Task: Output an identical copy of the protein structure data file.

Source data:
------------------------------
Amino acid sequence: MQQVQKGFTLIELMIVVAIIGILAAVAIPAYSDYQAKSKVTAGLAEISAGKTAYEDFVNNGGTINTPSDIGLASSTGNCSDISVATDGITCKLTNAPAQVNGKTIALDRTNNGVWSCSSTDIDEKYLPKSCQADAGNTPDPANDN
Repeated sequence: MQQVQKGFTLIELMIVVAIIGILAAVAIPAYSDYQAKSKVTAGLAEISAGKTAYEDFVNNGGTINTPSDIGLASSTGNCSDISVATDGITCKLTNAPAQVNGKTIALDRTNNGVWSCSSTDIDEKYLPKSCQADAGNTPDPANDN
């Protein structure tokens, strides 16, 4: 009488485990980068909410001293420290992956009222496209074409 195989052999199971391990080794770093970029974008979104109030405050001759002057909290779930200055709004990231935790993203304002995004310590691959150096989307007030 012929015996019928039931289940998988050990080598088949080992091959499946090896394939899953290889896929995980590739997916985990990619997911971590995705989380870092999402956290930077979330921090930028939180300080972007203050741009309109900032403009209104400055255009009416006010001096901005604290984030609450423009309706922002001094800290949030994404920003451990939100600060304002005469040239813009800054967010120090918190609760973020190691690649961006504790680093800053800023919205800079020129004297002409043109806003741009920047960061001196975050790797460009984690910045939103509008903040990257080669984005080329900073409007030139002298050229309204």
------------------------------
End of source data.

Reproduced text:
Amino acid sequence: MQQVQKGFTLIELMIVVAIIGILAAVAIPAYSDYQAKSKVTAGLAEISAGKTAYEDFVNNGGTINTPSDIGLASSTGNCSDISVATDGITCKLTNAPAQVNGKTIALDRTNNGVWSCSSTDIDEKYLPKSCQADAGNTPDPANDN
Repeated sequence: MQQVQKGFTLIELMIVVAIIGILAAVAIPAYSDYQAKSKVTAGLAEISAGKTAYEDFVNNGGTINTPSDIGLASSTGNCSDISVATDGITCKLTNAPAQVNGKTIALDRTNNGVWSCSSTDIDEKYLPKSCQADAGNTPDPANDN
């Protein structure tokens, strides 16, 4: 009488485990980068909410001293420290992956009222496209074409 195989052999199971391990080794770093970029974008979104109030405050001759002057909290779930200055709004990231935790993203304002995004310590691959150096989307007030 012929015996019928039931289940998988050990080598088949080992091959499946090896394939899953290889896929995980590739997916985990990619997911971590995705989380870092999402956290930077979330921090930028939180300080972007203050741009309109900032403009209104400055255009009416006010001096901005604290984030609450423009309706922002001094800290949030994404920003451990939100600060304002005469040239813009800054967010120090918190609760973020190691690649961006504790680093800053800023919205800079020129004297002409043109806003741009920047960061001196975050790797460009984690910045939103509008903040990257080669984005080329900073409007030139002298050229309204």